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Metro Will Try Out New Service For Paratransit Riders

The transit agency says it wants to help disabled riders access the fixed-route buses.


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Outside the Sunnyside Multi-Service Center, a customer service representative helped riders aboard a METROLift bus.

Those riders had just attended a meeting on some upcoming changes to Metro's paratransit service. Under a pilot program that starts in January, those riders will be able to use METROLift to go to a transit center, where they can then transfer to a fixed-route bus.

When they return to the transit center, they can take METROLift back to their home. Researcher Zachary Elgart with the Texas A&M Transportation Institute helped develop the new service.

"Shared ride or paratransit service is on demand and it goes all over the place," says Elgart. "By alleviating some of that service and putting it on to the fixed route, you're using service you've already got in the field as opposed to putting additional service in the field."

But what do riders think of the plan? Southeast Houston resident Sharon Lemon has been using METROLift for about five years. She says the new program will give her a lot more flexibility.

"You get to see more of the city," adds Lemon. "You get to travel more places. Like I told them, if they could get a bus stop closer to my house with me being with a walker, and I can walk to it, then I have no problem using it."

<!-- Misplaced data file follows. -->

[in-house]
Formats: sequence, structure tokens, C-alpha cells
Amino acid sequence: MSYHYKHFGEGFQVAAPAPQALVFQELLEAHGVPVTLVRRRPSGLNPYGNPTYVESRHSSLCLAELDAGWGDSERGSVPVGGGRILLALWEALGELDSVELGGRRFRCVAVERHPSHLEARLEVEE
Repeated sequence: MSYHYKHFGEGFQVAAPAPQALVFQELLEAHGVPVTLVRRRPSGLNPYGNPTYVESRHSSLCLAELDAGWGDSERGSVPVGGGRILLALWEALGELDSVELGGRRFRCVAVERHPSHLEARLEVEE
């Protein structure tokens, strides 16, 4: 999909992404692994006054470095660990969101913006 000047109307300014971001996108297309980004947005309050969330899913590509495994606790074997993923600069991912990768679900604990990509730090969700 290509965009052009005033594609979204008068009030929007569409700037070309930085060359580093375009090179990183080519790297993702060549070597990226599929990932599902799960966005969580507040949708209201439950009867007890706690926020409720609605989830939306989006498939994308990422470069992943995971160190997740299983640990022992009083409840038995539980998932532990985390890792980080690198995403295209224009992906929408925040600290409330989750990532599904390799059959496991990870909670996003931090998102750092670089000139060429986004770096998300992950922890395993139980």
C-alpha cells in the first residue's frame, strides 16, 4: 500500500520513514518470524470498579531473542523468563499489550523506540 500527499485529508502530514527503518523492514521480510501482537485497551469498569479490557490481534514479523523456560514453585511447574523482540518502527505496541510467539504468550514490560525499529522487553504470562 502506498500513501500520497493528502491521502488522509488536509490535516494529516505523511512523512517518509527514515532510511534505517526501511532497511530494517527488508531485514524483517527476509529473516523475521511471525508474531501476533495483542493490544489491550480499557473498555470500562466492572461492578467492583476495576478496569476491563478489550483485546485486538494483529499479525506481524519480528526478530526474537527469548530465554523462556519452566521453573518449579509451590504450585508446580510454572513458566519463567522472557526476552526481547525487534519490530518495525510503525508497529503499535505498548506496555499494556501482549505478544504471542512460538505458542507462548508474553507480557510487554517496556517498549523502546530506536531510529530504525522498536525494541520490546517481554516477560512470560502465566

Disabled riders pay $1.25 for a one-way trip on a paratransit bus but they can use the fixed-route buses for free. Under the new program, they can also travel for free to the transit centers.

Metro emphasizes that the new program is optional and door-to-door paratransit service isn't going away.

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Gail Delaughter

Gail Delaughter

News Anchor

From early-morning interviews with commuters to walks through muddy construction sites, Gail covers all aspects of getting around Houston. That includes walking, driving, cycling, taking the bus, and occasionally flying. Before she became transportation reporter in 2011, Gail hosted weekend programs for Houston Public Media. She's also covered courts in...

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